Truman Capote Reads from Breakfast at Tiffany’s in NYC (1963)

We’re bring­ing you some great authors this week. First it was Hem­ing­way, then Orwell, and now Capote.

In 1958, Tru­man Capote put his stamp on the Amer­i­can lit­er­ary scene when he pub­lished his short nov­el, Break­fast at Tiffany’s, in the pages of Esquire mag­a­zine. Authors and crit­ics were quick to rec­og­nize what Capote had accom­plished here. The always opin­ion­at­ed Nor­man Mail­er would say that Capote “is the most per­fect writer of my gen­er­a­tion, he writes the best sen­tences word for word, rhythm upon rhythm. I would not have changed two words in Break­fast at Tiffany’s which will become a small clas­sic.” About that, Mail­er was exact­ly right. Break­fast at Tiffany’s is now a clas­sic book – not to men­tion a clas­sic film too (watch the trail­er with the icon­ic Audrey Hep­burn here). And now let’s rewind the audio­tape and take you back to 1963, to the great 92nd Street Y in New York city, where Tru­man Capote reads from his lit­tle clas­sic in his own dis­tinc­tive voice. This audio clip runs about 17 min­utes. Have a lis­ten.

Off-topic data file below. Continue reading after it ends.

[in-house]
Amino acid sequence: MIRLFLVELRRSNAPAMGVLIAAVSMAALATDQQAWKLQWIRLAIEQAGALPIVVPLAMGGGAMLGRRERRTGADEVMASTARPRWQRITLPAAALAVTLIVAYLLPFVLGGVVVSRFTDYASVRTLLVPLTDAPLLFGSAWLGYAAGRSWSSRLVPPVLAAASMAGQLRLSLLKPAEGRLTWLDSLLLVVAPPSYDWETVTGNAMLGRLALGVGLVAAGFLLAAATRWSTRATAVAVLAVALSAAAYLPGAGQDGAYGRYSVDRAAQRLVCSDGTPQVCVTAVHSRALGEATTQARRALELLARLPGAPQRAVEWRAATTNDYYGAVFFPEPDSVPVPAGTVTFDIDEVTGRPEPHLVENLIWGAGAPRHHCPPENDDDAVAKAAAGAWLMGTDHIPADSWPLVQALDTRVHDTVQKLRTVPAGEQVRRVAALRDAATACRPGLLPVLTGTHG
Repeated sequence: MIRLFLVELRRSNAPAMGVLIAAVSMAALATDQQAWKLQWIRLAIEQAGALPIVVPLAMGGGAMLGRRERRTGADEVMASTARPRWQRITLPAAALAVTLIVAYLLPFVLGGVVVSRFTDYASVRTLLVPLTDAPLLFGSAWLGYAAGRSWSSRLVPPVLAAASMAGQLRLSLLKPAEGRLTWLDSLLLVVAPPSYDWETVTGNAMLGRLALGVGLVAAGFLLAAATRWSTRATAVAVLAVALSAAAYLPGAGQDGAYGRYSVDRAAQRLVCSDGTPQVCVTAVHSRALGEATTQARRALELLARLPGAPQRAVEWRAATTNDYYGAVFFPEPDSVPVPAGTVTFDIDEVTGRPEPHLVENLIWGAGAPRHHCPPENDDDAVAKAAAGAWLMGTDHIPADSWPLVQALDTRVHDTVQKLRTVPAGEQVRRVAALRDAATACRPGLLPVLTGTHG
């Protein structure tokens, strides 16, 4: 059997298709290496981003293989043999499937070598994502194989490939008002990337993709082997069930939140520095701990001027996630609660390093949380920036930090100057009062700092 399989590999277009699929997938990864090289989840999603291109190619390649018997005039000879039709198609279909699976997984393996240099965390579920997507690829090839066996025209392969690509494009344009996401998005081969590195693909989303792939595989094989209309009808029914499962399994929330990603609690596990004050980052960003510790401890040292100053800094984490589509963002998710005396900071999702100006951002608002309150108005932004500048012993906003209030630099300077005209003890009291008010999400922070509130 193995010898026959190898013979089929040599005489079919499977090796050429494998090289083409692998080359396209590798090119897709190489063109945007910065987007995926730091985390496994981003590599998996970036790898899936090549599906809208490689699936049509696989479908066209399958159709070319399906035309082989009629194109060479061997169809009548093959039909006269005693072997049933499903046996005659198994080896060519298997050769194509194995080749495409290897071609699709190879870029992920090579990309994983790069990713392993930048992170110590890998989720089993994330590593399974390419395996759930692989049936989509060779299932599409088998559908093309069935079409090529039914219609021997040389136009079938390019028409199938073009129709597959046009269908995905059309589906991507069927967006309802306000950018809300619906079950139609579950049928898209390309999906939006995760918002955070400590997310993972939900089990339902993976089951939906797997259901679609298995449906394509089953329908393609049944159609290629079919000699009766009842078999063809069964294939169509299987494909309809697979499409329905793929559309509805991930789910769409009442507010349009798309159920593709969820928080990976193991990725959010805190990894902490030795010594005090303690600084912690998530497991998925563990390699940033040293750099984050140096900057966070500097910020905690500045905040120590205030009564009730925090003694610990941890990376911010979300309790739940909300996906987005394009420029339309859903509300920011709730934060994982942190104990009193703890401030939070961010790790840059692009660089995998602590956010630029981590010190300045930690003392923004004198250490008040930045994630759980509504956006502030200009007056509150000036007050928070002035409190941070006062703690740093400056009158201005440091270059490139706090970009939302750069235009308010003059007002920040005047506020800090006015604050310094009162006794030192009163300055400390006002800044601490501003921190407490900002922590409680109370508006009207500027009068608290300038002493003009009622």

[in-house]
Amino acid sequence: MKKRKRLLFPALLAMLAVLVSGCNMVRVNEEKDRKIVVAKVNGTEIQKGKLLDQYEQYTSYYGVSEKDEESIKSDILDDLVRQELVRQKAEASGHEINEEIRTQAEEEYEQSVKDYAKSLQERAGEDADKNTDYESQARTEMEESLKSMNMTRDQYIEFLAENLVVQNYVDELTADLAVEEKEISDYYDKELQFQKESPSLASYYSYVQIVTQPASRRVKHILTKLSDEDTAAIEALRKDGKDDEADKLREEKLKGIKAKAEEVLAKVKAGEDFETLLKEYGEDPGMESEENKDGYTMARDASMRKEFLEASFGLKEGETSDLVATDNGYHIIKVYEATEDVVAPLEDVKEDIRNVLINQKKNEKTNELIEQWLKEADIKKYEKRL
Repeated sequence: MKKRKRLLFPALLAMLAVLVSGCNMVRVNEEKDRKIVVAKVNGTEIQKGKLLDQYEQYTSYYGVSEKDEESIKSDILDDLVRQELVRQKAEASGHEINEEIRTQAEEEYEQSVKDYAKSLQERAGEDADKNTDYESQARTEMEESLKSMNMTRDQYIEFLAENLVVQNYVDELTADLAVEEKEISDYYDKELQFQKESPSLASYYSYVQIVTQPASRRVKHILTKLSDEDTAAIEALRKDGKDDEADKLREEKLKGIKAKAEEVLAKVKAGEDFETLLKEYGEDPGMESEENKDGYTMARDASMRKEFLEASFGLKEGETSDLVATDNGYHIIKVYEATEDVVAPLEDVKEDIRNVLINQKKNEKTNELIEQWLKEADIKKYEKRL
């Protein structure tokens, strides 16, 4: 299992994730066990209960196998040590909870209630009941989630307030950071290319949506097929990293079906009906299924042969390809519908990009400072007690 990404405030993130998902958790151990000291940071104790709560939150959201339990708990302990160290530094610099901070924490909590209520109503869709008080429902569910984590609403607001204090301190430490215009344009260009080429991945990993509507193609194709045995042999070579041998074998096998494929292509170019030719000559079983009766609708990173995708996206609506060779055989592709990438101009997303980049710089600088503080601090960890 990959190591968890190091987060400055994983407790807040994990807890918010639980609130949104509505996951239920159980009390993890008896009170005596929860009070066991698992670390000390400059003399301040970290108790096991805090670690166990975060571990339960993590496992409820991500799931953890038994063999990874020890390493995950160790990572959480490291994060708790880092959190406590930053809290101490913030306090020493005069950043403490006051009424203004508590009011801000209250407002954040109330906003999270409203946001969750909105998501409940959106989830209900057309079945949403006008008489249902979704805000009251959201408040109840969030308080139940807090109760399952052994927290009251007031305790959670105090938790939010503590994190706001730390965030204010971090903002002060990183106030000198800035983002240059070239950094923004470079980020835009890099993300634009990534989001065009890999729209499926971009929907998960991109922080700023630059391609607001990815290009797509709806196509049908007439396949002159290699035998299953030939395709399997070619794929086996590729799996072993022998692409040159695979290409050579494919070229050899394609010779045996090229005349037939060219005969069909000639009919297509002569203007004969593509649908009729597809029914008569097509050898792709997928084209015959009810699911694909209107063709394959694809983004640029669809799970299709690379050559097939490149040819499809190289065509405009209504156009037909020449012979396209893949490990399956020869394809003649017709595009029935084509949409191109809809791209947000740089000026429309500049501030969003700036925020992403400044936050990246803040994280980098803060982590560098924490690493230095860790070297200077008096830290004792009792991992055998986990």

Look­ing for free, pro­fes­sion­al­ly-read audio books from Here’s a great, no-strings-attached deal. If you start a 30 day free tri­al with, you can down­load two free audio books of your choice. Get more details on the offer here.

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